But he’s had only a fleeting taste of English football before, coming on briefly as a substitute in Juventus’ 2-1 away win over Manchester City in 2015 in the group stages before starting the return leg.
This Spurs side has the ingredients to trouble Dybala, with aggressive, powerful defenders and midfielders and pace to deal with his darting runs. The Argentine needs to stand up to that and be counted.
He was out injured for the first leg of this tie, an absence that made Spurs’ life slightly easier as replacement Douglas Costa struggled to have the same impact. On Wednesday, he’ll have the chance to show Spurs how different things could have been in Turin had he played.
MIDFIELD BATTLE: SPURS REPEAT, OR JUVENTUS REVENGE?
Pochettino has long been claiming that Mousa Dembele is one of the best players in the world, but the first-leg clash against Juventus made other people stand up and take notice. The Belgian was absolutely sublime, with his skill on the ball, powerful running, and sharp passing.
Christian Eriksen wasn’t too far behind, another player who shined in Spurs’ comeback in Turin. Together, he and Dembele dominated midfield, leaving Juventus overwhelmed.
On Wednesday, the Italian champions have a chance to atone for that display. Blaise Matuidi will likely return to the starting XI, making it more difficult for Spurs’ creative players to run riot, while Claudio Marchisio, who has been wrapped in cotton wool, should also return, further strengthening the Juventus midfield.
But this match could come down to how well Miralem Pjanic plays. He had an iffy game in Turin, giving away possession too easily. Dembele and Eric Dier will do their best to restrict the Bosnian midfielder. Dybala will draw some of the attention, which should give Pjanic a better chance to have an impact.
Dembele vs Matuidi will be fascinating to watch. Dembele v Pjanic will decide the match.
They stayed there throughout the night, exercising rare restraint and game management skills to see out a 0-0 draw at Anfield that booked their spot in the quarter-finals.
Here’s a look at how the players performed.
Loris Karius 6 – Had little to do of note, only required to make a routine save. On a night where he had little to gain, Karius made sure he lost nothing.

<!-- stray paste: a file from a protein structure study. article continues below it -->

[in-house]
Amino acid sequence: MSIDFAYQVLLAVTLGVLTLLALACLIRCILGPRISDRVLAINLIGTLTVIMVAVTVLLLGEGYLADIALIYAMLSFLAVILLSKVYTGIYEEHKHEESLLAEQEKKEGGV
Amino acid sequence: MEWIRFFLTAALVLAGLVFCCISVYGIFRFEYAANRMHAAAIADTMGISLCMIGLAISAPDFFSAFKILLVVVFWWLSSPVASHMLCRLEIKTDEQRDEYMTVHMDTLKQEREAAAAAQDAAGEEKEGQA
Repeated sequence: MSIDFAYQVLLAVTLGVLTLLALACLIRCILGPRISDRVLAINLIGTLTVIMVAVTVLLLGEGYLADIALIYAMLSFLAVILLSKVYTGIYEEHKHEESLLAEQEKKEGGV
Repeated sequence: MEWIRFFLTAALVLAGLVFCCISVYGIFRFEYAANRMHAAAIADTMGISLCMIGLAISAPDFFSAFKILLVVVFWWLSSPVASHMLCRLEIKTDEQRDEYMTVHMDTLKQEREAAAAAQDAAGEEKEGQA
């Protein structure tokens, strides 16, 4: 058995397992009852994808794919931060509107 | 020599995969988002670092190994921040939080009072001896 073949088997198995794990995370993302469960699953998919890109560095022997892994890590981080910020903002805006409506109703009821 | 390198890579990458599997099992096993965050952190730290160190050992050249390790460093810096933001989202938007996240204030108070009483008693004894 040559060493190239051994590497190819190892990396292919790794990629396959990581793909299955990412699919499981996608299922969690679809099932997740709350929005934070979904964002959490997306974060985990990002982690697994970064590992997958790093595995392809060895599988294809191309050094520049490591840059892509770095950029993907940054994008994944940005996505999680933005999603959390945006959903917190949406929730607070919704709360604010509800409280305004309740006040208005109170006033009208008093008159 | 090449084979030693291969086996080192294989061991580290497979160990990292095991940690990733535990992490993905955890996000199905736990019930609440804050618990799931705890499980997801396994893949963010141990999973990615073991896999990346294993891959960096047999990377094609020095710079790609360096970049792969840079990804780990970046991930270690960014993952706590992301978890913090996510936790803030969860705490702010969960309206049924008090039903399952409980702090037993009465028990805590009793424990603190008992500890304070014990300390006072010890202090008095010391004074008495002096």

Joe Gomez 6 – For a player deployed out of position, Gomez showed decent skill and nous. He isn’t quite at the level of Trent Alexander-Arnold, but Gomez is a capable backup.
Joel Matip 7 – A solid display from a player who had gone off the boil this season. More displays like this will see him challenge for a starting berth again.
Dejan Lovren 7 – Alongside Matip, Lovren extinguished what little threat from Porto there was, showing his newfound calmness at the back yet again.
Alberto Moreno 6 – Not asked to do much defensively. The Spaniard could have done more in attack, often failing to deliver a telling ball in the final third.
Emre Can 7 – Can embodied Liverpool’s control of this game, helping Liverpool keep possession and popping up in attack and defence whenever necessary, without being spectacular.
Jordan Henderson 7 – One of Henderson’s better displays this season. Given time and space to operate, Henderson was composed on the ball and showed off his passing range.
James Milner 6 – The veteran midfielder should have gotten on the score sheet, slipping when presented with a glorious chance. Was his usual industrious self otherwise.
Sadio Mane 8 – The hat-trick hero from the first leg came closest to scoring, with an acrobatic effort that just missed followed by a shot against the post. Unlucky not to find the back of the net.
Roberto Firmino 5 – This looked like a Roberto Firmino conserving himself, with Manchester United to come at the weekend. Certainly not one of his more effective displays.
Adam Lallana 6 – Slightly less energetic than his usual displays, probably by design as Liverpool knew they didn’t have to strain themselves. Set Milner up for one of Liverpool’s best chances.
Danny Ings 6 – A good run-out for the Englishman, after a lengthy spell on the sidelines. Nearly scored, as well, being denied by a brilliant Iker Casillas save.
Mohamed Salah 6 – It was strange to see the Egyptian even come on, with the Reds in no need of a goal. He definitely added impetus to their attack, but on current form, any game in which he doesn’t score is a disappointment.
Ragnar Klavan 7 – Pulled off an absolutely stunning block to preserve Liverpool’s draw late in the game. He’s been criticised this season, deservedly, but that moment should give him a huge confidence boost.